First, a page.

Winter Equipment

As much as I try to avoid statistics and long lists I like them quite a lot (I am cycling without any odometer, but some evening I ask my father to check on google maps how many km I have done, just to give you the idea) and I often waste too much time (partially) reading the equipment list of other travellers; the more detailed they are, the better. So here is mine, this is all the stuff I’ve packed in my bags for the winter, from the 1st of November, when I left from Bologna, to the 30th of March, when I met my parents in Esfahan and changed some stuff (unfortunately the list is not nearly as good as this one, but I will add some links and photos sooner or later). To see the summer equipment click here.

That was probably the coldest day of the trip and I was happy that I brought all that many warm clothes. It was around lake Van at the beginning of March.
That was probably the coldest day of the trip and I was happy that I brought all that many warm clothes. It was around lake Van at the beginning of March.

The list is quite long and maybe boring, so I started with a short version that, without listing every single item, gives an idea of which things I have in my bags and why it is so.

The short version

Without going into details (scroll down for the long list) the panniers are divided as follows:

  • The left back pannier is the ‘shower pannier’, it contains clothes, towel, soap and rechargers. Whenever I can take a shower I know I have everything I need there.
  • The right back pannier is the one I open when I am camping in cold weather. It has some bulky and warm clothes, some spare parts for the bike and a medical kit. I don’t need the stuff in this pannier most of the time.
  • The right front pannier has some waterproof clothes, the cooking material (stove and pot) and a light fleece jacket I use in the evening.
  • The left front pannier is used exclusively for food (I usually bring a lot of food with me) and a thermos for coffee.

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  • The 80 l dry bag that stays on the top of the rear rack contains the most important things for the night when camping.
  • The handlebar bag has some small stuff I use daily and precious things such as wallet and passport. I bring it me with me everywhere I go.

The Long List

Left back pannier

A Sea to Summit 20 l dry bag containing all my clothes

Sea to Summit microfiber towel

Soap

Way too many chargers and usb cables

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The dry bag has the following clothes:

All the clothes.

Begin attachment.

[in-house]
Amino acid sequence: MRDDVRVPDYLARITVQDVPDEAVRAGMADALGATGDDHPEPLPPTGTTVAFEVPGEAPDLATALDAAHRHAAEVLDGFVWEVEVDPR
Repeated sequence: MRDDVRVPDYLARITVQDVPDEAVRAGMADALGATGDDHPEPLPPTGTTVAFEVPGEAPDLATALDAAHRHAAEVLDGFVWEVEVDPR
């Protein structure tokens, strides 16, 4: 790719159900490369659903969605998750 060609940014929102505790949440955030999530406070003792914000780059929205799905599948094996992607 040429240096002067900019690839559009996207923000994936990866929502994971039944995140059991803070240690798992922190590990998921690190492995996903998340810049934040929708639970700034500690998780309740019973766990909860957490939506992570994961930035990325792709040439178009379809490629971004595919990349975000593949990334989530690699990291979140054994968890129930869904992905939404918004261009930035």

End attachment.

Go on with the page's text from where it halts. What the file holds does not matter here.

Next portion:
All the clothes.

Snow mask, used in very cold weather (South East Turkey)

Decahtlon cycling gloves

2 old socks I used for skiing

Two shirts given to me by Guten Biken, the shop in Munich that assembled my bike (lost one in Greece)

1 pair of Decahtlon trekking trousers

1 pair of short padded pants and 1 pair of long padded pants with an internal thermal layer (even at – 10 they were too warm, so I never used them). Both from Decahtlon.

Icebreaker merino gloves (too fragile, they started to tear apart very soon. I gave them to a Syrian child I met when I was hitchiking between Mardin and Hasankeyf)

Windproof Briko jacket

Earmuff

Thermal underwear (shirt and trousers)
for layering in case of very cold weather

Normal clothes, warm clothes and waterproof ones
Normal clothes, warm clothes and waterproof ones

Right back pannier

Medical kit

Spare tyre

15 l compression sack containing a ski jacket, a fleece jacket, a wool hat and a warm scarf

Small bag containing the stuff to fix the bike and some spare parts (two tubes, brake pads, chain, brake and gear cables, allen keys, oil, shimano cassette remover)

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MSR water filter mini EX (never used it, but I think it will be useful in Central Asia)

Right front pannier

Waterproof clothes, easy to reach in case of rain. They are:

Vaude waterproof trousers

Gore bike wear gloves (in goretex) (didn’t like them, the interior would easily become wet because of body heat, and eventually freeze. The sweat you produce when going up makes the following descent even more freezing. I would prefer a pair with a removable internal layer)

Waterproof hood (strangely never used)

Shoes cover Pro Bikegear Rated to – 2 °C and supposed to be waterproof. I already had it, otherwise I would have probably bought something in goretex

1 pair of Sealskinz waterproof socks (they are great)

Light fleece jacket (lost it in Diyarbakir)

Pot and non-stick pan with a Primus omnifuel stove and a small towel inside

Left front pannier

Lot of food (rice, chocolate, coffe, salt and oil, jam, bread, biscuits, cheese,…)

Thermos for coffee (I boil water in the evening, so that when I wake up I already have warm coffee without even getting out from the sleeping bag. In very cold weather it can be used for water, so that it doesn’t freeze)